Lynne Stewart, Dying Lawyer Convicted of Supporting Terrorism, Granted Compassionate Release

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Photo by Matt Meyer via Justice for Lynne Stewart.
Stewart embraces a supporter as she arrives at LaGuardia airport on January 1.
A former New York attorney dying of cancer in a federal prison in Texas has been released on compassionate grounds and allowed to return home. Lynne Stewart, now 74, was known for defending politically radical defendants, including Omar Abdel-Rahman, better known as the the "Blind Sheikh," a leader of Egypt's militant Islamist group Al-Gama'a al-Islamiyya, who helped plan the 1993 bombing of the World Trade Center. Stewart was convicted in 2005 of supporting terrorism and conspiring to defraud the government after issuing two press releases on Abdel-Rahman's behalf. She was sentenced to ten years, which she's been serving at FMC Carswell, a military base and women's prison in Fort Worth.

Stewart has had breast cancer since 2009; this summer, as her condition grew more serious, she asked the federal government to set her free to die at home. That request was denied. But on December 31, as the New York Times was first to report, Bureau of Prisons director Charles E. Samuels filed his own motion with Judge John Koeltl to allow Stewart compassionate release, given that her life expectancy is now less than 18 months.

- See also: Dying Radical Ex-Attorney Lynne Stewart Says Decision to Keep Her Imprisoned is "Barbaric"

Stewart arrived at LaGuardia airport on January 1; in photos released by Justice for Lynne Stewart, a group advocating for her release, a frail-looking Stewart can be seen holding hands with her husband, Ralph Poynter:

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Image by Matt Meyer via Justice for Lynne Stewart
Stewart and Poynter

The order from Judge Koeltl doesn't technically set Stewart free; it simply reduces her sentence to the time she's already served, and imposes an additional term of five years of supervised release. Koeltl writes that Stewart's "terminal medical condition and very limited life expectancy constitute extraordinary and compelling reasons that warrant the requested reduction."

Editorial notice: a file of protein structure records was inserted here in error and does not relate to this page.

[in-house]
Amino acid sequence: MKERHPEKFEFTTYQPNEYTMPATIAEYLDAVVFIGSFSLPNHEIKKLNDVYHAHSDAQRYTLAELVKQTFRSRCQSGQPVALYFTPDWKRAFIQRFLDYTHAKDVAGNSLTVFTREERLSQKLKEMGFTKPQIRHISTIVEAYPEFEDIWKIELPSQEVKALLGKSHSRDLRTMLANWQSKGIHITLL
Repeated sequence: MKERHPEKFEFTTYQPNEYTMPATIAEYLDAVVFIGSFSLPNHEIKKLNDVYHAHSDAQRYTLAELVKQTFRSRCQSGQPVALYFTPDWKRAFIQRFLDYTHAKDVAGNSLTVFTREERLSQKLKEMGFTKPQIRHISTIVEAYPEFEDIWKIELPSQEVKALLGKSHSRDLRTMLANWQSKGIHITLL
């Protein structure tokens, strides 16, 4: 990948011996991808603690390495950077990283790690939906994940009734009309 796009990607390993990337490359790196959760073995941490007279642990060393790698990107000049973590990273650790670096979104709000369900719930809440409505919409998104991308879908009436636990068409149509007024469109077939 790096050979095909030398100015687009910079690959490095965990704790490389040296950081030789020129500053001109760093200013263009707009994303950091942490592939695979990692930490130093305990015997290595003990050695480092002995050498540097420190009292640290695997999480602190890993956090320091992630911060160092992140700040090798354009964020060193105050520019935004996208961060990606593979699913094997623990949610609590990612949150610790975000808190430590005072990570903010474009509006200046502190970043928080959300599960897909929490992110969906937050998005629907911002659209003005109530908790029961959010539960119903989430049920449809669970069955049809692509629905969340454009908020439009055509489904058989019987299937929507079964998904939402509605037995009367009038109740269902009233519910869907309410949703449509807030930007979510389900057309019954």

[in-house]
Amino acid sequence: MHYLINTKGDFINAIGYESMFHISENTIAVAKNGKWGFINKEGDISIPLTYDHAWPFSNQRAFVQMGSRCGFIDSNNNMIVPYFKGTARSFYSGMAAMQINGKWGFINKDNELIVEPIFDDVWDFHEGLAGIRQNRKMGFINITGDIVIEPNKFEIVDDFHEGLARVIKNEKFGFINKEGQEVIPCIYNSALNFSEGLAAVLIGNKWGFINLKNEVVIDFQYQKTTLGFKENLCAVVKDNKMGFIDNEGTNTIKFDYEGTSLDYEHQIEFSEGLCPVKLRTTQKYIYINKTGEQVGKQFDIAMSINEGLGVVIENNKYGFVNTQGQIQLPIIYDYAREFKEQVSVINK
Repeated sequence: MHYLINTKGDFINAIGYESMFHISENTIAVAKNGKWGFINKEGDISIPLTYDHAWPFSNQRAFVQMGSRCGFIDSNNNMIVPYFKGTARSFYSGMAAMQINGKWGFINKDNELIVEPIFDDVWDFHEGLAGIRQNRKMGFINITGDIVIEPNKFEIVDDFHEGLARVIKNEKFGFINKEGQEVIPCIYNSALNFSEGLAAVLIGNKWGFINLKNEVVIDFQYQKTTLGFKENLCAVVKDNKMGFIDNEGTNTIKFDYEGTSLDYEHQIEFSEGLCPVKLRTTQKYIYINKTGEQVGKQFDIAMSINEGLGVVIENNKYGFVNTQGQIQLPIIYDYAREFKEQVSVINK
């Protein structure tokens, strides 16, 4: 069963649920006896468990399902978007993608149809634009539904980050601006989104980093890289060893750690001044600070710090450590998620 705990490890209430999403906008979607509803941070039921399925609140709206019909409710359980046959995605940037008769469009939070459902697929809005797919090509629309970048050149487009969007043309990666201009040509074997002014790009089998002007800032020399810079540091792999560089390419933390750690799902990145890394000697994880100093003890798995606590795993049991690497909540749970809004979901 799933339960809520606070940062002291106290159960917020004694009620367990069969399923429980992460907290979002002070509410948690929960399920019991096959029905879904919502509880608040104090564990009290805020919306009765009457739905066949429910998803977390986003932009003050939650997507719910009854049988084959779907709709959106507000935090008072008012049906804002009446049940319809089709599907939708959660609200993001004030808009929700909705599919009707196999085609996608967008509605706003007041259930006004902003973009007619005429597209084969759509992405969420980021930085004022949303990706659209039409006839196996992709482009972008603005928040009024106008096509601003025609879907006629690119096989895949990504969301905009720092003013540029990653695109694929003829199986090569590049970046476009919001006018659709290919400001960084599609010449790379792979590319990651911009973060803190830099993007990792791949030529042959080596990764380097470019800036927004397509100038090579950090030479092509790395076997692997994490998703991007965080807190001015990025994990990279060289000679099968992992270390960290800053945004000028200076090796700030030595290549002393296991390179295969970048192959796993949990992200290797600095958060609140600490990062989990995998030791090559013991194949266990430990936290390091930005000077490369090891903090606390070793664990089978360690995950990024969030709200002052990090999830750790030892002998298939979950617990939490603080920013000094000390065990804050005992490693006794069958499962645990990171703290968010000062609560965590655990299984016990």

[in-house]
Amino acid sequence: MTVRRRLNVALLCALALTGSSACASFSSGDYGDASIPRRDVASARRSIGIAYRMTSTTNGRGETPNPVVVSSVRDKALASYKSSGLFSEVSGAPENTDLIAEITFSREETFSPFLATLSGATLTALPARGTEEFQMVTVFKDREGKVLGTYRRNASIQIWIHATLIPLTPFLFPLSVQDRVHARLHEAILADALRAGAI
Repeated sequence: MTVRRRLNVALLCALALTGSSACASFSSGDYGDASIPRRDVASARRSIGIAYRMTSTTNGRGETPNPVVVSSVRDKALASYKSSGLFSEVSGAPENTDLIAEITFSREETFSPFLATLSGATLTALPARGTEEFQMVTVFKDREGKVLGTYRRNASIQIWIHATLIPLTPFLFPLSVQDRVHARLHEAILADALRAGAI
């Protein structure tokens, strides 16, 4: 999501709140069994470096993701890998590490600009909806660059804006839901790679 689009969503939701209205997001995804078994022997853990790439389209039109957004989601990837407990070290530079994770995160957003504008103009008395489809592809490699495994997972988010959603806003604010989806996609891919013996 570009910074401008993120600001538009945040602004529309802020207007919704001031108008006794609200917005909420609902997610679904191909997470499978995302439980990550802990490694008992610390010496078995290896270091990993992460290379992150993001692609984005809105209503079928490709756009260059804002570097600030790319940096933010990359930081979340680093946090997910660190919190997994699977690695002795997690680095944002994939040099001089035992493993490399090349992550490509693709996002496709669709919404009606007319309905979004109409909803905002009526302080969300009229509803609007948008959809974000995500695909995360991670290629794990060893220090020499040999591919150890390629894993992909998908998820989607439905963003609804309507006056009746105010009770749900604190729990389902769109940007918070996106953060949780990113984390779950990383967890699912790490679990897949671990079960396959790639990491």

On December 31, Stewart wrote a letter to her supporters, telling them that Poynter was already in Fort Worth for a visit, and expressing delight and disbelief that she'd be allowed to return home with him. She also said that her daughter was planning for her to receive treatment at Sloan Kettering.

Here is that lettter in full:

My Dears:

Well, the impossible takes a little longer !!!!!!!!!!!!!!!!!!!!!!! We learned this morning that the US Attorney's office has made the motion for my compassionate release and that the Order was on Judge Koeltl's desk. Since on the last go-round he stated in Court that he would treat it "favorably", we are now just waiting expectantly.

The wonderful thing is that Ralph is here in Ft Worth for a visit and will bring me back to NYC with him. We don't know when but the rules state that the warden has 2 days to let me go after he receives the order so it could be as early as Friday or a few days more. Whatever it is, I can't stop crying tears of Joy !! I can't stop thinking of all the marvelous people worldwide who made this happen ..you know because each of you played an integral role. My daughter Z is already lining up Sloan Kettering and we will have to see if there is a probation qualification attached to the Order and how it will affect me. After that Ralph will start making arrangements to rent Yankee Stadium for the Welcome Home... Smile

So If this reaches you before midnight tonight raise a glass of bubbly to the joy of all of us that the old girl is OUT !!

Love Struggle,
Lynne



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